Kratom is the name used for leaves from an evergreen tree found in Southeast Asia.
"We don't know exactly which brand or which products are contaminated", says Laura Gieraltowski, PhD., head of the CDC's Foodborne Outbreak Team.
In an announcement on its website, the CDC announced 28 infections in 20 states, with eleven hospitalizations (but no deaths) linked to Salmonella infections, potentially from kratom pills, powder, or tea. People consume these products to tackling pain, anxiety or depression as well as indicators of opioid withdrawal. "So until we figure that part out, we're advising people to stay away from kratom altogether".
Additionally, the FDA today announced the voluntary destruction and recall of a large volume of kratom-containing dietary supplements.
"To protect the public health, we'll continue to affirm the risks associated with kratom, warn consumers against its use and take aggressive enforcement action against kratom-containing products", said FDA Commissioner Scott Gottlieb, M.D.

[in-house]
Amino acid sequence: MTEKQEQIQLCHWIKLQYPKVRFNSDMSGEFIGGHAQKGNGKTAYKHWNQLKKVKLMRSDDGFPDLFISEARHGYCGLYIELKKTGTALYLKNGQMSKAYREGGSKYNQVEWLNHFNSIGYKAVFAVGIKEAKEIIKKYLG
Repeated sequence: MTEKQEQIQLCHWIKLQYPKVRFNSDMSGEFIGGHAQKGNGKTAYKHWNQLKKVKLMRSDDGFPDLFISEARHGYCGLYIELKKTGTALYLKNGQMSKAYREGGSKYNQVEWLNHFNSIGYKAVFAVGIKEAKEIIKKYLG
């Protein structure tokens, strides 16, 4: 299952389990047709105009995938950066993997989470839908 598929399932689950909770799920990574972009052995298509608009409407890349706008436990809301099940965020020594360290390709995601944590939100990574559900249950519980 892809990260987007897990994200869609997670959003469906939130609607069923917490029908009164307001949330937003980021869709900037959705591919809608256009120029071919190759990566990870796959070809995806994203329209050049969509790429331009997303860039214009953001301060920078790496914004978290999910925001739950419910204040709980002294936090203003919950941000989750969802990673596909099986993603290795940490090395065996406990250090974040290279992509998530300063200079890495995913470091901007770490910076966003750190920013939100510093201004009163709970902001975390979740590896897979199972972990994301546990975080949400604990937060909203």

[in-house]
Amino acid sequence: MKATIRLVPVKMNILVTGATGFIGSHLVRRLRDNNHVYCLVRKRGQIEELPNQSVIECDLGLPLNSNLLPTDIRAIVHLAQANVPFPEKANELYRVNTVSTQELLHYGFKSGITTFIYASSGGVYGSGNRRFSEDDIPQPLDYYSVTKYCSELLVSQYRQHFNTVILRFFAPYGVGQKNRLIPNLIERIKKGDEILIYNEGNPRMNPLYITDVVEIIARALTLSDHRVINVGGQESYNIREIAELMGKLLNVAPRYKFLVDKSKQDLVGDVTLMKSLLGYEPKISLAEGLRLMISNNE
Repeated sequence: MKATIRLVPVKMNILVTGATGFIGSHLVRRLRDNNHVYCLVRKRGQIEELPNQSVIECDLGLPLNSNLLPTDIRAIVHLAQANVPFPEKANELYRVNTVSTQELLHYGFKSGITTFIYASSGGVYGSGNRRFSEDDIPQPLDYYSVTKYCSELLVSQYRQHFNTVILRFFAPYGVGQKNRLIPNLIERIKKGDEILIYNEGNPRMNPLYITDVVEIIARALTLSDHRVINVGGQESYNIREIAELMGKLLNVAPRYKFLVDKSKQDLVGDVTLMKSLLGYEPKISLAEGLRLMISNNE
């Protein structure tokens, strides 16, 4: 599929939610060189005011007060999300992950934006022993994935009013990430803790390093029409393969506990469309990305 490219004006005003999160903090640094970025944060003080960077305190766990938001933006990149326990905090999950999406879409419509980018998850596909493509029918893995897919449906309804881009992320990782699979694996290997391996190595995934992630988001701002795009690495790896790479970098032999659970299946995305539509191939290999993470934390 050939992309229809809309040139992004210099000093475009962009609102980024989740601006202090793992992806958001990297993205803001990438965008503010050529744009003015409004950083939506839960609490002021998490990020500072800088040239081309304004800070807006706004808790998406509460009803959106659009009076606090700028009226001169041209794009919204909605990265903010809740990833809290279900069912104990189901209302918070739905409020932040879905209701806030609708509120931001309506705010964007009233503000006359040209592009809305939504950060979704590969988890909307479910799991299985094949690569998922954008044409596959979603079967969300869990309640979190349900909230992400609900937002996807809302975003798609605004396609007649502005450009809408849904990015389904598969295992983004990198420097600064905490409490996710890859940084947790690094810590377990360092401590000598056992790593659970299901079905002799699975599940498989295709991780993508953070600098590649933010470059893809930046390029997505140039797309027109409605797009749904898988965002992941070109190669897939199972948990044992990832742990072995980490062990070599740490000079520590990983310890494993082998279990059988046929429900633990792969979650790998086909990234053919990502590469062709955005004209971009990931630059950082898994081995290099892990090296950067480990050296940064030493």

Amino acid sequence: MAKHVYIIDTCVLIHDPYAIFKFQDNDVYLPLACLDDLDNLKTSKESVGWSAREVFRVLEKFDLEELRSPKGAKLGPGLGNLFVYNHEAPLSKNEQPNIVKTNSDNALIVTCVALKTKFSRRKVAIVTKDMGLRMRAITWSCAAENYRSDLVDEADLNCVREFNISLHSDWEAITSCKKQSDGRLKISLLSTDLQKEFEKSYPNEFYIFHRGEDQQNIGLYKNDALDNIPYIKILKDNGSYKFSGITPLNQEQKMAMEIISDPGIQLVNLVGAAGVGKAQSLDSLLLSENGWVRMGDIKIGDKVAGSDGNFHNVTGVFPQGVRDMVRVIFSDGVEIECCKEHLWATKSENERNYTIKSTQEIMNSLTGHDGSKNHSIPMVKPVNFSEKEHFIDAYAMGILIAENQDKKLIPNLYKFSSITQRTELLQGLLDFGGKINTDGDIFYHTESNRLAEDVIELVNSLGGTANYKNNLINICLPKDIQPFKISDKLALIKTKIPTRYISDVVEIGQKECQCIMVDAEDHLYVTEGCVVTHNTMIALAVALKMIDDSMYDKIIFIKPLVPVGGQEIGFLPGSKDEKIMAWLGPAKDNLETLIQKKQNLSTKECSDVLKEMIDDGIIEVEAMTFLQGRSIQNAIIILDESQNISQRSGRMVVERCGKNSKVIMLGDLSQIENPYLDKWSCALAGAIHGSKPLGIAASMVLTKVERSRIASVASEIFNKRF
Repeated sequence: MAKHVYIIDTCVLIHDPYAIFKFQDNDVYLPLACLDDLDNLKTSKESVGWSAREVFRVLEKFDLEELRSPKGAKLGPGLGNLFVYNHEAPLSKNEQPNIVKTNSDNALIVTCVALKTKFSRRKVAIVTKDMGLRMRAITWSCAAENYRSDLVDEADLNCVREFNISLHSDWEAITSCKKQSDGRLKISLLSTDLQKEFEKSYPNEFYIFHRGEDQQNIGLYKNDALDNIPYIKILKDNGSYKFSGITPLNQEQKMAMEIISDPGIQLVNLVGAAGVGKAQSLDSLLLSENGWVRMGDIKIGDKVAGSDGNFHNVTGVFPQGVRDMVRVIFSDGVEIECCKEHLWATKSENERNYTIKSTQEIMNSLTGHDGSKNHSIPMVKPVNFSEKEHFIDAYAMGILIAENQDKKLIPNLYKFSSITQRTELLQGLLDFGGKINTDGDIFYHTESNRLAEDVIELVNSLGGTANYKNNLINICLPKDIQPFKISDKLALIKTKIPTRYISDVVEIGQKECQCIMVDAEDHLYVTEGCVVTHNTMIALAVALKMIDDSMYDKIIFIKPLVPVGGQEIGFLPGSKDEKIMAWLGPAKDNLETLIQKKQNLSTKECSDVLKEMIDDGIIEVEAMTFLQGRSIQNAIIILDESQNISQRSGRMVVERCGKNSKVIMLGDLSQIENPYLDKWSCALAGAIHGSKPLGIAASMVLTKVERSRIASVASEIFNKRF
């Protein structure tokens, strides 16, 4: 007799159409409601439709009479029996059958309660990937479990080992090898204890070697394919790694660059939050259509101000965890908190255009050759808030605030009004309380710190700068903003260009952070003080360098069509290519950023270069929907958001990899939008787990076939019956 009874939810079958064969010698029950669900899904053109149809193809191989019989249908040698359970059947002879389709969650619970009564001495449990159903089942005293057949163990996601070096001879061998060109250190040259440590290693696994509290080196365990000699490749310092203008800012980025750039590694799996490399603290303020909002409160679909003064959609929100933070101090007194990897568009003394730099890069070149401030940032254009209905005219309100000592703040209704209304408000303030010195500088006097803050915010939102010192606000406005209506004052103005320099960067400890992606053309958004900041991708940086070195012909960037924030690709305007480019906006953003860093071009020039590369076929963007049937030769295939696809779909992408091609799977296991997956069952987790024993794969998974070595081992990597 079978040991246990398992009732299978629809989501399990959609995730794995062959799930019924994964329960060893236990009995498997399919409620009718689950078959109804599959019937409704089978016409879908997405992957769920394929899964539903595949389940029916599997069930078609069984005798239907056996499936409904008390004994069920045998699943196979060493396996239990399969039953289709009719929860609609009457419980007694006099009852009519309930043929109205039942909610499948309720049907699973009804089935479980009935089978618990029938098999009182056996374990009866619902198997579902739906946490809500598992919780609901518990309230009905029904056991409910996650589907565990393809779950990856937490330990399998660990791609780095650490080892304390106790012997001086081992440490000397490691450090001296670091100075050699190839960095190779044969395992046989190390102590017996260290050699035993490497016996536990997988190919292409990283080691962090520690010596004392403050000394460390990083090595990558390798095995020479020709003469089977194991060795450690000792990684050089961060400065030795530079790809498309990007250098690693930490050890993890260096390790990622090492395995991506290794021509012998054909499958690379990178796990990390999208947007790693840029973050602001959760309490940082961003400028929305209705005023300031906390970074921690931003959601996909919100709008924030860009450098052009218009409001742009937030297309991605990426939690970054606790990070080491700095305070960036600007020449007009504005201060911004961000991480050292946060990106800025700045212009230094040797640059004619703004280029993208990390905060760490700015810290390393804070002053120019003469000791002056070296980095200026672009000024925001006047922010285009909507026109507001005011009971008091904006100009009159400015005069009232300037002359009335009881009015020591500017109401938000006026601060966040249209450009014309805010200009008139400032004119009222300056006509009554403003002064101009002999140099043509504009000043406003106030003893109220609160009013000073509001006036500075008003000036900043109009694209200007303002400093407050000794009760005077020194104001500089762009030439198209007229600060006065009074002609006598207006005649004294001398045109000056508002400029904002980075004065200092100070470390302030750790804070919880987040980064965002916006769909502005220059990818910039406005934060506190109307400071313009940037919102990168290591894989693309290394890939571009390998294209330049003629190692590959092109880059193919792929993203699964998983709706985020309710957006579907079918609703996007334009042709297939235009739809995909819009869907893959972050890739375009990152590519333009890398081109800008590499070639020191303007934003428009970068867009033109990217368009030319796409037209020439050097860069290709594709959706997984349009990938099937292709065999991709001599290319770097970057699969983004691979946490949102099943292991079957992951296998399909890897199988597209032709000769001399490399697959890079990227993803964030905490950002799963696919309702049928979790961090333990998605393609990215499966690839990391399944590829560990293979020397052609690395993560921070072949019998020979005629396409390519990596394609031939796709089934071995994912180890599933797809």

While the supplements had been meant to be used to help people with weight loss, there have been reports of people using them as an alternative to prescription opioids. No deaths have been reported.
Last week, the FDA released findings showing kratom acts like an opioid and can be risky and addictive.
The herbal drug kratom is under fire for the second time this month.
"Cases of mixing kratom, other opioids, and other types of medication are extremely troubling because the activity of kratom at opioid receptors indicates there may be similar risks of combining kratom with certain drugs, just as there are with FDA-approved opioids", Gottlieb said. "If they could come up with the same type of testing and policies like they have for marijuana here that fit kratom use, I think it would be a great move in the right direction of keeping it legal".